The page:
In the DOS version of Grouse Grep, the search could be executed either by MatchC (written in C) or by MatchI86 (lovingly handcrafted Intel assembly). This module, MatchGCC, was intended to sit alongside the other two. However, as the actions in the match engine became more sophisticated (especially CHECK_BUFFER), it became impractical to maintain in an ANSI C version. Also, the need for a handcrafted assembly version was reduced once the Perl script was created to optimise the output of GCC. Therefore, MatchGCC has become the only implementation of the match engine. I'm still interested to know whether a handcrafted assembly routine could perform better, but for the moment, the flexibility of MatchGCC is more valuable than any potential performance improvement.

The first part of the Match routine writes the entry points for each action to the caller if the routine is called with a NULL text pointer. This is needed so that the correct values for the threaded assembly can be used in the state machine. The Perl script also looks for this block of code at the top of the routine, as it needs to find out which labels in the code map to finite-state machine actions. The actions themselves are defined by MatchEng.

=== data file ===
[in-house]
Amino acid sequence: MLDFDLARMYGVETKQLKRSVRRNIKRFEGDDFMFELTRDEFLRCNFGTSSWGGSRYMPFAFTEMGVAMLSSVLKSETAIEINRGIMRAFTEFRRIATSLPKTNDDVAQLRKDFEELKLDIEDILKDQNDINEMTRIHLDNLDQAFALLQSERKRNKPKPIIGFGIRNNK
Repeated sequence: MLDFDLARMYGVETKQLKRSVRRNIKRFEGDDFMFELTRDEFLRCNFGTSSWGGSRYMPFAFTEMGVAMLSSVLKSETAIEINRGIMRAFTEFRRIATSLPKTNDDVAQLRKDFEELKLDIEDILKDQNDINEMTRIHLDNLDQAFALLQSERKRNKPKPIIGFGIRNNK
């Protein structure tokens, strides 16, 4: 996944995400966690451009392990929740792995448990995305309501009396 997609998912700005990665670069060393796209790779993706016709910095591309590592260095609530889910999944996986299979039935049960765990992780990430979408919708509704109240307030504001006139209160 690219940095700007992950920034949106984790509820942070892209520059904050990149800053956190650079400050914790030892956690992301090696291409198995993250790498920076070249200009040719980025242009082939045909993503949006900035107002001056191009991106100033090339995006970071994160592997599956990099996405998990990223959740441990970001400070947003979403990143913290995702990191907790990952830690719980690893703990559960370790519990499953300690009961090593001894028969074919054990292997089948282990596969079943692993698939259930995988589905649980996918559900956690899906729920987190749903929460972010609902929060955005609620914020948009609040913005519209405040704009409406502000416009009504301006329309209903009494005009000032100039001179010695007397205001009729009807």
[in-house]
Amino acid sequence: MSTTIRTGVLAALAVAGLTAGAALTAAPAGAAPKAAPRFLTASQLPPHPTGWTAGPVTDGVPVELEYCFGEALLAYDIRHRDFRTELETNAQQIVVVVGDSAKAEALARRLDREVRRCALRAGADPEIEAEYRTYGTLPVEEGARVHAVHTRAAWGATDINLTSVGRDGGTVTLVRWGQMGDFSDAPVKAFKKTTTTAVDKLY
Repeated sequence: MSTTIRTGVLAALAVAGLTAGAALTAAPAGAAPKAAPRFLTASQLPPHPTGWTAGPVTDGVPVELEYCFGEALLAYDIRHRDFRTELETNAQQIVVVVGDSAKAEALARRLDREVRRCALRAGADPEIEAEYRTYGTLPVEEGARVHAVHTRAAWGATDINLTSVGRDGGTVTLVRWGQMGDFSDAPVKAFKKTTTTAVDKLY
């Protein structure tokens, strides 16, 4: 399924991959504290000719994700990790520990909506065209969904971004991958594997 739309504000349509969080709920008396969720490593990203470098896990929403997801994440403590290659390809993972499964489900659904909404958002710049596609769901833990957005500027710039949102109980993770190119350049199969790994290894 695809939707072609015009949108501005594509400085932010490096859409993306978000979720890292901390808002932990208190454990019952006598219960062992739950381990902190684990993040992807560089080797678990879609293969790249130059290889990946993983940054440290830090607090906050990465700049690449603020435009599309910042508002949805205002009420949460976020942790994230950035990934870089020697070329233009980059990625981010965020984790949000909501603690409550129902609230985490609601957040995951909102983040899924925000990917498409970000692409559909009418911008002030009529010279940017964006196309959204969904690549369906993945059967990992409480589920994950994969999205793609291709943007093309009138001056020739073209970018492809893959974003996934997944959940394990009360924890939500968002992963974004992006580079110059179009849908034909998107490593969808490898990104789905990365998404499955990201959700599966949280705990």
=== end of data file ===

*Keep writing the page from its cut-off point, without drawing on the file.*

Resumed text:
The actions in Match are a little cryptic to read in isolation. The best way to understand the actions is to use the -C and -D switches to observe the compiled RE codes and the generated state tables, then dig into the fairly large and daunting RETable to see how the tables are generated, perhaps using the -O switch to observe how the tables look before and after various optimisations. Once you've got a feel for how the state table selection and the action selection interact, you can see better how the details of each action's implementation fits into the machine's operation.

Public routines:

Init -- Prepare module for operation

Match -- Perform search and report success

TraceryLink -- Tell Tracery how to deal with us